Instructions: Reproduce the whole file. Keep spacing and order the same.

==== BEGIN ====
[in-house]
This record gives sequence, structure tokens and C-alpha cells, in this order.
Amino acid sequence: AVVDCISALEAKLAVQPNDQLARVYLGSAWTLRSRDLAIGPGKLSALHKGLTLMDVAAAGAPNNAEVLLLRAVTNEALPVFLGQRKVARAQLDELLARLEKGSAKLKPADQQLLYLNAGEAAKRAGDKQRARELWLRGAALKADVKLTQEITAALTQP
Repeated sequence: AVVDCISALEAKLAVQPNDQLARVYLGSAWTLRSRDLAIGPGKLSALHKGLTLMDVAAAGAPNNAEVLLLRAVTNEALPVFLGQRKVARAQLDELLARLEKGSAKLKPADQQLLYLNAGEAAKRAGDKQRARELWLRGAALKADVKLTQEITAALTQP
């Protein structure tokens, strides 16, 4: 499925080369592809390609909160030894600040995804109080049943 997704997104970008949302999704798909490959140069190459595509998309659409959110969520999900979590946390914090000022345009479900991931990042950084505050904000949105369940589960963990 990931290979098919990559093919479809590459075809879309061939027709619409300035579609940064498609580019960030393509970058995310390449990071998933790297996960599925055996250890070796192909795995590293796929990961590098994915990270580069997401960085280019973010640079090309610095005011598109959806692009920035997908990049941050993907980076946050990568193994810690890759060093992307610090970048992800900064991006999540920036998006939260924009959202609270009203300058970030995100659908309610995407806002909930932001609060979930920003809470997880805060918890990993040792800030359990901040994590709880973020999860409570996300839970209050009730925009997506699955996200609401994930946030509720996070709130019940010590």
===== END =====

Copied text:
[in-house]
This record gives sequence, structure tokens and C-alpha cells, in this order.
Amino acid sequence: AVVDCISALEAKLAVQPNDQLARVYLGSAWTLRSRDLAIGPGKLSALHKGLTLMDVAAAGAPNNAEVLLLRAVTNEALPVFLGQRKVARAQLDELLARLEKGSAKLKPADQQLLYLNAGEAAKRAGDKQRARELWLRGAALKADVKLTQEITAALTQP
Repeated sequence: AVVDCISALEAKLAVQPNDQLARVYLGSAWTLRSRDLAIGPGKLSALHKGLTLMDVAAAGAPNNAEVLLLRAVTNEALPVFLGQRKVARAQLDELLARLEKGSAKLKPADQQLLYLNAGEAAKRAGDKQRARELWLRGAALKADVKLTQEITAALTQP
């Protein structure tokens, strides 16, 4: 499925080369592809390609909160030894600040995804109080049943 997704997104970008949302999704798909490959140069190459595509998309659409959110969520999900979590946390914090000022345009479900991931990042950084505050904000949105369940589960963990 990931290979098919990559093919479809590459075809879309061939027709619409300035579609940064498609580019960030393509970058995310390449990071998933790297996960599925055996250890070796192909795995590293796929990961590098994915990270580069997401960085280019973010640079090309610095005011598109959806692009920035997908990049941050993907980076946050990568193994810690890759060093992307610090970048992800900064991006999540920036998006939260924009959202609270009203300058970030995100659908309610995407806002909930932001609060979930920003809470997880805060918890990993040792800030359990901040994590709880973020999860409570996300839970209050009730925009997506699955996200609401994930946030509720996070709130019940010590």